There is a recent tapering (last few weeks), but no one, IMHO should be denying a bounce.

          My 2c

      • Mat-toe, Peter rubbishes the figures as being out of date (without providing more recent ones), but check out RPData’s February report at http://www.directhouseandland.com/uploads/1/0/8/7/10877180/market_update_february_2012.pdf

        Brisbane sales figures are clearly the lowest they have been since 2001 (as far back as the chart goes).

        Key quotes for Brisbane:

        • Estimated sales volumes in Brisbane were -40% below the five year average in November 2011.
        • Volumes have been consistently below five year average levels since mid 2009.
        • Sales activity remains below the recent lows of 2008.

  2. Peter, you say confidence is elevated while Parky says we’re moping around as if we live in Greece. One of you must be wrong?

    • Well I was referring to house sales as compared to recent times.

      I think that comparisons to Greece are extremely misguided, bordering on dishonesty.

      • +1 re comparisons with Greece being extremely misguided.

        Greece doesn’t control its currency and so can’t do what Japan has done to maintain GDP growth as the private sector deleveraged. Greece (and all Euro using nations without trade surpluses) are more like NSW but with the purse strings being held by WA and QLD.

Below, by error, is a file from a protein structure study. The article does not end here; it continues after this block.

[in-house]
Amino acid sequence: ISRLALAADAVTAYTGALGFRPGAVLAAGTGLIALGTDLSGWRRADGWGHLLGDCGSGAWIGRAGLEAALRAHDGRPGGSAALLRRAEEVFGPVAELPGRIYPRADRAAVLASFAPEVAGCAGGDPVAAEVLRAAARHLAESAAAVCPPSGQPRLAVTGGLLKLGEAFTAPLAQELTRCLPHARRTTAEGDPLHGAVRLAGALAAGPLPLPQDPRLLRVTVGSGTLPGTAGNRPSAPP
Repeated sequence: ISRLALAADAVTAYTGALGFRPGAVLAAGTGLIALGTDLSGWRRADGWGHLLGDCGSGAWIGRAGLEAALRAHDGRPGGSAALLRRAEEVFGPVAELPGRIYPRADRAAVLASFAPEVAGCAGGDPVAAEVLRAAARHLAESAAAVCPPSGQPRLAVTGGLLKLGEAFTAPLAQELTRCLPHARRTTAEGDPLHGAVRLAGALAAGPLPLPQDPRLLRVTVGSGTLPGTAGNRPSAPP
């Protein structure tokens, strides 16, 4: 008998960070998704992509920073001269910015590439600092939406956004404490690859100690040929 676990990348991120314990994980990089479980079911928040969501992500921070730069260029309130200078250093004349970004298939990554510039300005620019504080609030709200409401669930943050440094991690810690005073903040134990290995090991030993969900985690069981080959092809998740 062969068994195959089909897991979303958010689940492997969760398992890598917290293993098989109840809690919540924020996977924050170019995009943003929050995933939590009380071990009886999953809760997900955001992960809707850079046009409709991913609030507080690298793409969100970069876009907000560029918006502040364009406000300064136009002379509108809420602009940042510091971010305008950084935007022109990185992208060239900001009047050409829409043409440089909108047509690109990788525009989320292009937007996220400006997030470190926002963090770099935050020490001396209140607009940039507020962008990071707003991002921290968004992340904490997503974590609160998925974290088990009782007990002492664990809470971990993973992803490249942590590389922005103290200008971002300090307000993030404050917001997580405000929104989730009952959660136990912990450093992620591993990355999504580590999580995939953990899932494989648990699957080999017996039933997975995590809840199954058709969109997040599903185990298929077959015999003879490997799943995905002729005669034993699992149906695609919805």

Using the EURO is presenting the same problems as the Gold Standard, Bretton Woods and the Argentine USD peg and borrowings. History certainly rhymes.

        • With regards to our currency, we do not control that either, not really. It is affected by what we do certainly, such as the mining ToT causing it to rise. However it also rose against the USD because of all the QE. Perhaps we could do what Japan did, however there remains the question of whether we (that is the lobby group dominated politicians) would do so. I suspect the current muddle through will continue, and that at the moment is not enough to improve confidence, particularly with the ongoing European debacle.

  3. rate cut cinfidence boost has evaported because rates started going back up. to show how oveleveraged households are a .1% rate increase is equivalant to.5% worth of cuts. all the good work from the nov / dec rate cuts has been undone. wasted by the RBA

    • No you misunderstand, but that’s quite normal here – the 0.10% in itself has no impact – it’s the possibility of more increases that worries buyers.

      No one likes signing a blank cheque, which is why fixed rates have increased in popularity above trend.

      It’s the unknown that reduces confidence, not the reality.

  4. I am in the worse off category:

    Wife made redundant whilst on maternity leave (number 6 of 11 from her mothers group to get made redundant, would love to see some research on this, seems well out of whack).

    Wages frozen

    Taxes increasing

    Rebates disappearing